now at the end of the TV antenna?

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Well-known member
Jul 17, 2023
Been too much thinking and not enough doing here in the UK. We've had a very short sighted view of the internet and technology, until very recently and it's now far too expensive to dig up the pavements and get everyone on FTTP. I've worked for ISPs and there was massive inertia many years ago and if the ISPs and BT had got their heads together about 20 years ago, we could now have world class, high speed internet to most of the country. I think they've realised it's now a case of getting the most out of fibre, where it exists and then increasing 5G bandwidth elsewhere. I'll never get FTTP and as I mentioned, the copper network is shocking where I live. The GPO pits are 50 years old and full of water and corrosion. Apart from new builds, there will be no replacement of the copper lines, here in the UK. All the PSTN/ISDN is being phased out. All the copper will be replaced by fibre eventually, but it will need some help from the government and taxation, to really improve things.
Why would they have to dig up the pavement over there? Are the cables buried under the streets?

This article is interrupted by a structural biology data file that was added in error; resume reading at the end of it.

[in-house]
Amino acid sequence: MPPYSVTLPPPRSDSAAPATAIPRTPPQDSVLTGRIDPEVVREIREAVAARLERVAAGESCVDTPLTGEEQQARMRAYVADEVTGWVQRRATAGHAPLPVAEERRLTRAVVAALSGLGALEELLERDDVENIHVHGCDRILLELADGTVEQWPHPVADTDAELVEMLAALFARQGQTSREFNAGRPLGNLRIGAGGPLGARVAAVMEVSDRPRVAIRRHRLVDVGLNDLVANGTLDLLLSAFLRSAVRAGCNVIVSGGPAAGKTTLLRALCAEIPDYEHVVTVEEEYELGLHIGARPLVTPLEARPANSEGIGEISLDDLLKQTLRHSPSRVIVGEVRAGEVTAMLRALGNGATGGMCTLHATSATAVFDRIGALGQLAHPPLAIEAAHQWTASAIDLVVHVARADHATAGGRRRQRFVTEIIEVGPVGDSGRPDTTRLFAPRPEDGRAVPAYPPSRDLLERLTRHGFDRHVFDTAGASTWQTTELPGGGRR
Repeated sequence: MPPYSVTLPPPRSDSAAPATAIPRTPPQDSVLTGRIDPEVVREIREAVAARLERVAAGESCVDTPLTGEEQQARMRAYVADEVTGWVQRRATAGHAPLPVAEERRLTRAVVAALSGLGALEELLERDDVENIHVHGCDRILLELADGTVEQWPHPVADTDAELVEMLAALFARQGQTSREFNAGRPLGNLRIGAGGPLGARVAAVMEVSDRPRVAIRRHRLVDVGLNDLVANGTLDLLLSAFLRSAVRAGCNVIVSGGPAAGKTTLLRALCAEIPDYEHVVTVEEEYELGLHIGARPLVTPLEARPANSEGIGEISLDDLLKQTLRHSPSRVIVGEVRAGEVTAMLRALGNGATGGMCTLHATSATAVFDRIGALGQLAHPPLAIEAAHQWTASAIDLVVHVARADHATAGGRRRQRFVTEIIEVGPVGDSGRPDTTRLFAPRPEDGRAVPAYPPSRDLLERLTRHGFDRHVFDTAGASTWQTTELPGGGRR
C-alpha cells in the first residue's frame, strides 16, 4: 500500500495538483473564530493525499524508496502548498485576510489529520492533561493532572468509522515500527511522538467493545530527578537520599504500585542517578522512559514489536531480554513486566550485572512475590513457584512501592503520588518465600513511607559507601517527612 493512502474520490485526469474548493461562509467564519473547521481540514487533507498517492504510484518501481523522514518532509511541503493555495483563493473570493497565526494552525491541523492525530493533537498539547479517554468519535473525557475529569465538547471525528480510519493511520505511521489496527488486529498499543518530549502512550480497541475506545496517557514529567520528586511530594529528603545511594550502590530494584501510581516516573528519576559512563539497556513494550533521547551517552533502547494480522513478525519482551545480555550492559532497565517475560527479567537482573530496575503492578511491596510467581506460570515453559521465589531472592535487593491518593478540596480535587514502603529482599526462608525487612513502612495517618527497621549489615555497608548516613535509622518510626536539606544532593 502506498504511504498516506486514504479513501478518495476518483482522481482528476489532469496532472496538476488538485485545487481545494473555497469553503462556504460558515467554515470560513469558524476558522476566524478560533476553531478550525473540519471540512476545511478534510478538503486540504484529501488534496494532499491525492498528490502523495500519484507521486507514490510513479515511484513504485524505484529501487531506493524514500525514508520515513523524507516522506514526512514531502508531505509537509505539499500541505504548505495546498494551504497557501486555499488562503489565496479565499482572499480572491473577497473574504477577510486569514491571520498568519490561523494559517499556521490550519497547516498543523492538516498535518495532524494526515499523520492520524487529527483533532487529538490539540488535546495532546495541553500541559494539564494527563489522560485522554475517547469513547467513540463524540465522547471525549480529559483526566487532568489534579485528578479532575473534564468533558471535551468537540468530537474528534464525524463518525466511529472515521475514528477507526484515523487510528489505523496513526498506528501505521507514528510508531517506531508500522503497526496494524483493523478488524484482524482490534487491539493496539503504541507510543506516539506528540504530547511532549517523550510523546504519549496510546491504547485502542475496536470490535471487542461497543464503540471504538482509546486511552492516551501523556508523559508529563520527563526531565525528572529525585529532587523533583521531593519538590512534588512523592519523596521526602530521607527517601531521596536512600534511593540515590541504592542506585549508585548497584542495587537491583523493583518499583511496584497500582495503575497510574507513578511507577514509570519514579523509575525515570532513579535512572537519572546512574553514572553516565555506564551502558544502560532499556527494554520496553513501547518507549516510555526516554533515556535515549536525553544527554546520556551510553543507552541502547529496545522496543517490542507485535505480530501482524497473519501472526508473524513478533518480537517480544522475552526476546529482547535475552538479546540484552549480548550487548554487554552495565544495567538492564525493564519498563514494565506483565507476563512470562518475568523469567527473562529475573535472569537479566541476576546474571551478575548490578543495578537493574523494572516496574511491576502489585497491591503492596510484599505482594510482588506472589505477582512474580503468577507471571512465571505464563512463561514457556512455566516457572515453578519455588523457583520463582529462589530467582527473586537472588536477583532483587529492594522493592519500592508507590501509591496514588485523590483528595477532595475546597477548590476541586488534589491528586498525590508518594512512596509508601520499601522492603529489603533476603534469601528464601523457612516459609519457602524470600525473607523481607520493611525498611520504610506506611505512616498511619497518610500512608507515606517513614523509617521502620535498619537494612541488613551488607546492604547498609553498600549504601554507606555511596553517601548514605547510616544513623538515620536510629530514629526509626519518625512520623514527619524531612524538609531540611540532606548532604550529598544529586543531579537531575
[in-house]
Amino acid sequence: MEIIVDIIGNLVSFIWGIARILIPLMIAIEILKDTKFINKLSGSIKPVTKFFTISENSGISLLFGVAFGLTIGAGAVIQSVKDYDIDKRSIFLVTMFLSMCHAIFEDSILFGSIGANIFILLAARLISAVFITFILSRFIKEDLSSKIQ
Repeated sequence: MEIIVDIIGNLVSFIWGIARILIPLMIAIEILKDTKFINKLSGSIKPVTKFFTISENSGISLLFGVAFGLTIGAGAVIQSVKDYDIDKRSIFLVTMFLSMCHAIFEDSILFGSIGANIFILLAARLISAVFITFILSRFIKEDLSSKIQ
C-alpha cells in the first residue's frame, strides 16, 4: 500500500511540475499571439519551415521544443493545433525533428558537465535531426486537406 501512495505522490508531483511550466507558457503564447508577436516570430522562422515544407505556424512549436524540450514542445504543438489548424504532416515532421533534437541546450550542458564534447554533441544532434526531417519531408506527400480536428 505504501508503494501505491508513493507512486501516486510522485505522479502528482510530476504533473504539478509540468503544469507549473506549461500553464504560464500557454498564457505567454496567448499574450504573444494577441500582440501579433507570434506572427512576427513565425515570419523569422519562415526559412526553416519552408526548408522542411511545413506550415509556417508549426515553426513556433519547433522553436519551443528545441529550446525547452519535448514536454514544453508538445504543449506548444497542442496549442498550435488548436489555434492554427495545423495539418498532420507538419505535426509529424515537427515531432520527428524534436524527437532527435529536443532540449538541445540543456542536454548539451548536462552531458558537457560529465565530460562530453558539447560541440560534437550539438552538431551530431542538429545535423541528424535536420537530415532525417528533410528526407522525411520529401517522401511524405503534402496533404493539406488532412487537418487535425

Well-known member
Jul 31, 2008
It varies around where I live.
Many houses are fed by under-pavement fibre.
Others get overhead fibre from existing telegraph poles - but, even then, pavements have been dug up to get fibre up the poles.

It will vary depending on the provider, and what existing infrastructure is available.

Openreach (BT Group) as the incumbent open access network provider are legally obliged to share their poles and ducts via their Passive Infrastructure Access scheme, which many providers will use if possible, as it's far quicker, cheaper and less disruptive than building out their own.

Even where infrastructure is available via PIA the altnets will have to do some ducting to break in Openreach's existing infrastructure to feed the cables to and from the altnets cabinets etc etc.

As an example Virgin Media expanded to my area last summer/autum and used existing poles and ducts where available via Openreach PIA, but there was a few areas built in the 70s by BT that used direct buried cables, leaving VM no choice but to install their own infrastructure, where they used Microtrenching because again it's cheaper, quicker and less disruptive than traditional trenching and ducting techniques
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Well-known member
Aug 5, 2021
Why would they have to dig up the pavement over there? Are the cables buried under the streets?
I remember CableTel, the forerunner of Virgin digging up every pavement in the 80s to lay fibre cables to every house. It was Prime Minister Thatcher's idea to bring competition into the marketplace as British Telecom had the monopoly over telecommunications. BT was formed when the GPO (General Post Office) was split between postal services and telephone provider. Now BT is laying fibre cables to replace copper cables to increase Internet speed.


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